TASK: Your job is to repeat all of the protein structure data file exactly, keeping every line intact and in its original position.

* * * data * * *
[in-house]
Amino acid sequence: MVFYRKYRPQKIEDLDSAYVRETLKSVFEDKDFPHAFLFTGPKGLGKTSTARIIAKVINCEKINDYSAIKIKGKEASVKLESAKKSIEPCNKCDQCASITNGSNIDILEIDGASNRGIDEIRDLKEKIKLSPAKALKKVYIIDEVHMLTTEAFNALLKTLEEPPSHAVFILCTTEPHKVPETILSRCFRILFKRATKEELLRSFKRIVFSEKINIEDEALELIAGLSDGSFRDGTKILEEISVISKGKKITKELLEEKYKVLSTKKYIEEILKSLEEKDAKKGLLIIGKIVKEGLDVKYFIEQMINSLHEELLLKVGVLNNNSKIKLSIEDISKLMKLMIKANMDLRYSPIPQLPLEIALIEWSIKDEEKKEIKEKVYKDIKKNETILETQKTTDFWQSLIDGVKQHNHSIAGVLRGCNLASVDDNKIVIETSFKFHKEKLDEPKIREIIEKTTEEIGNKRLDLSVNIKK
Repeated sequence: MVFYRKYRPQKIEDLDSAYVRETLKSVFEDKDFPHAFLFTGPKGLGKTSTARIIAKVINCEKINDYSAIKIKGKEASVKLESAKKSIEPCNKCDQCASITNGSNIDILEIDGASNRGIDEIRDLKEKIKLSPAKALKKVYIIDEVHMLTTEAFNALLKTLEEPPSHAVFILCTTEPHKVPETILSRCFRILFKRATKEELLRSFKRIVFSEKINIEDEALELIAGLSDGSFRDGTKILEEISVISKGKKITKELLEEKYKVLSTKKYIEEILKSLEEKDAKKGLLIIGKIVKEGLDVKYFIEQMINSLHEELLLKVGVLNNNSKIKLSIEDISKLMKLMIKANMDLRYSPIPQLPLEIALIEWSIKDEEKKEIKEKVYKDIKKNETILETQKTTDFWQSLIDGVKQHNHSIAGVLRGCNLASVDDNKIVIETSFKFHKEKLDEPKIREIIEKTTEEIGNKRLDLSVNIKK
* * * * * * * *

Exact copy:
[in-house]
Amino acid sequence: MVFYRKYRPQKIEDLDSAYVRETLKSVFEDKDFPHAFLFTGPKGLGKTSTARIIAKVINCEKINDYSAIKIKGKEASVKLESAKKSIEPCNKCDQCASITNGSNIDILEIDGASNRGIDEIRDLKEKIKLSPAKALKKVYIIDEVHMLTTEAFNALLKTLEEPPSHAVFILCTTEPHKVPETILSRCFRILFKRATKEELLRSFKRIVFSEKINIEDEALELIAGLSDGSFRDGTKILEEISVISKGKKITKELLEEKYKVLSTKKYIEEILKSLEEKDAKKGLLIIGKIVKEGLDVKYFIEQMINSLHEELLLKVGVLNNNSKIKLSIEDISKLMKLMIKANMDLRYSPIPQLPLEIALIEWSIKDEEKKEIKEKVYKDIKKNETILETQKTTDFWQSLIDGVKQHNHSIAGVLRGCNLASVDDNKIVIETSFKFHKEKLDEPKIREIIEKTTEEIGNKRLDLSVNIKK
Repeated sequence: MVFYRKYRPQKIEDLDSAYVRETLKSVFEDKDFPHAFLFTGPKGLGKTSTARIIAKVINCEKINDYSAIKIKGKEASVKLESAKKSIEPCNKCDQCASITNGSNIDILEIDGASNRGIDEIRDLKEKIKLSPAKALKKVYIIDEVHMLTTEAFNALLKTLEEPPSHAVFILCTTEPHKVPETILSRCFRILFKRATKEELLRSFKRIVFSEKINIEDEALELIAGLSDGSFRDGTKILEEISVISKGKKITKELLEEKYKVLSTKKYIEEILKSLEEKDAKKGLLIIGKIVKEGLDVKYFIEQMINSLHEELLLKVGVLNNNSKIKLSIEDISKLMKLMIKANMDLRYSPIPQLPLEIALIEWSIKDEEKKEIKEKVYKDIKKNETILETQKTTDFWQSLIDGVKQHNHSIAGVLRGCNLASVDDNKIVIETSFKFHKEKLDEPKIREIIEKTTEEIGNKRLDLSVNIKK